Any publication authorized by, paid for, or partially paid for with state funds and intended for public use. The State Recorder of Documents distributes these documents, on an annual basis, to depository libraries across the state. These informational items are available to the public at no charge.

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M

  • Magazine
    A periodical that consists of popular articles written for the general reader rather than for scholars in a particular field.
  • Manuscript
    Handwritten or typewritten copies of an author’s work before they are printed.
  • Megabyte (MB)
    A million bytes or characters. Computer random-access memory (RAM) and space requirements for software programs are generally expressed in megabytes.
  • Microfiche
    1. A 4 x 6 inch sheet of film that stores information in a reduced form. This photographically miniaturized printed material can then be read with the use of a special machine, called a Microfiche Reader.
  • Microfilm
    1. A roll of film that stores periodicals or other documents using a miniaturizing process similar to microfiche. The difference is that microfilm is reproduced on reels of photographic cellulose film which can be read with a special machine, called a Microfilm Reader.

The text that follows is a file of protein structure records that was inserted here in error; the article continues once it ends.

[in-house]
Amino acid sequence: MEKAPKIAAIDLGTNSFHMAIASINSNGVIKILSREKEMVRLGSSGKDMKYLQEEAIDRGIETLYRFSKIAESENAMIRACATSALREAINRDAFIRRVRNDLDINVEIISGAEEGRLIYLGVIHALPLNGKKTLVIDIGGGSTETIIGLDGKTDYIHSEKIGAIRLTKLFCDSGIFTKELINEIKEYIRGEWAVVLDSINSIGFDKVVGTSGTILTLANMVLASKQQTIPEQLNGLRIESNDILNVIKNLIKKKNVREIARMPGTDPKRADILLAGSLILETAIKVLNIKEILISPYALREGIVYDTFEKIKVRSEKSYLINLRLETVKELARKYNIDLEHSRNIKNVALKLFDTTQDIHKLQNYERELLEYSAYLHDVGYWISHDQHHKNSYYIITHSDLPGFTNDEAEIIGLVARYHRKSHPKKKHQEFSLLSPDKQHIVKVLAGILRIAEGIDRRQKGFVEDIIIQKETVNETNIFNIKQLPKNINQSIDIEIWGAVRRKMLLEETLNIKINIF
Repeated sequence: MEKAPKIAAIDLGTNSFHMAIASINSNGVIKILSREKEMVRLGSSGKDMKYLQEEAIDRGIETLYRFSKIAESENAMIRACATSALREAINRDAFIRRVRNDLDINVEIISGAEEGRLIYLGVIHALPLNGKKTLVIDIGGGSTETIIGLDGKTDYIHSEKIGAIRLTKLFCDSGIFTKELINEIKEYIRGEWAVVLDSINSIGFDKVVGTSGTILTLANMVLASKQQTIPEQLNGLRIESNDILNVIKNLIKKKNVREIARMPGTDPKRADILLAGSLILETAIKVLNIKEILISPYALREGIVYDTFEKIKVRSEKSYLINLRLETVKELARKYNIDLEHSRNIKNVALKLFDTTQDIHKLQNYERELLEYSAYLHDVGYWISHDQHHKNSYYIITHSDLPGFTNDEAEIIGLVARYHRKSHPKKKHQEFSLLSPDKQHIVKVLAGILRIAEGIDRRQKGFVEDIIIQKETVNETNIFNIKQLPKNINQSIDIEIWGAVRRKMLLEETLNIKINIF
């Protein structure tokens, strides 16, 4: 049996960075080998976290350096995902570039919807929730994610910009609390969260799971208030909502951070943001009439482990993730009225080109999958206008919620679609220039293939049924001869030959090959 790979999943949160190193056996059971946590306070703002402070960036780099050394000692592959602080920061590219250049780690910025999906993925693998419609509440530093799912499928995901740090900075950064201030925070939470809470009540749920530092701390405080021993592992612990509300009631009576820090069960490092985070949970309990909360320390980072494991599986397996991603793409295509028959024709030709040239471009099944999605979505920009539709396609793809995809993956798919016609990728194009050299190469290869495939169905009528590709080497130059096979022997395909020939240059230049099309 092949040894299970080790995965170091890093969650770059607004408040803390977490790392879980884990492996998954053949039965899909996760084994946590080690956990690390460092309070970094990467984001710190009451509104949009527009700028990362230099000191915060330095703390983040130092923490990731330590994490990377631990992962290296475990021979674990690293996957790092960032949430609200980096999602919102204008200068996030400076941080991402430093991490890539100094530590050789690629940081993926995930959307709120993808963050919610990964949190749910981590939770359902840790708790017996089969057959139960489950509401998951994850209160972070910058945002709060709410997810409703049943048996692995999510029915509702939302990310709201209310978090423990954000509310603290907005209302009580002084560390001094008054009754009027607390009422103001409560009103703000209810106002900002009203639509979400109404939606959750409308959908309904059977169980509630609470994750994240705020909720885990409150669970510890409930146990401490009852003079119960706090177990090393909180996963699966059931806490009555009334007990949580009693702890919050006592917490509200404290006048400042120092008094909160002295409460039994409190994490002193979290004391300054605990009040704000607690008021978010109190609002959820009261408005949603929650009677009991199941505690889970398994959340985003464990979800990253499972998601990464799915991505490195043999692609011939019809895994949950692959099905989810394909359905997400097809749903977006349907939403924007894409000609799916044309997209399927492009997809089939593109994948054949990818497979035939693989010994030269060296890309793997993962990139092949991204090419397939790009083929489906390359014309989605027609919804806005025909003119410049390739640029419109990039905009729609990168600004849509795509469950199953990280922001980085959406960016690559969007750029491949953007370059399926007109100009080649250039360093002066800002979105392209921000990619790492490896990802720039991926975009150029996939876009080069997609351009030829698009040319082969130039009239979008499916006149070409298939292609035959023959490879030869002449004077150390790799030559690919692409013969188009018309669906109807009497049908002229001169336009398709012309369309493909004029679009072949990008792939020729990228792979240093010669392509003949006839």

• Microform
    A term to describe reduced images in a format other than the printed page. Microforms require special reader machines in order to be used. Microforms can be microfilm or microfiche.
  • Monograph
    1. A book that is complete (as opposed to a serial or annual) and in one physical piece, and which is usually of a scholarly nature.
  • Monographic Set
    A monograph issued in multiple volumes.

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N

  • Netscape
    Internet browser created by Netscape Communications Corp. Netscape is the second most popular browser for internet searchers.
  • Network
    An arrangement of computers, folders (directories and subdirectories) and files that are electronically connected using network wiring, routers and switches. This allows any number of computers to share information quickly and easily.
  • Non-circulating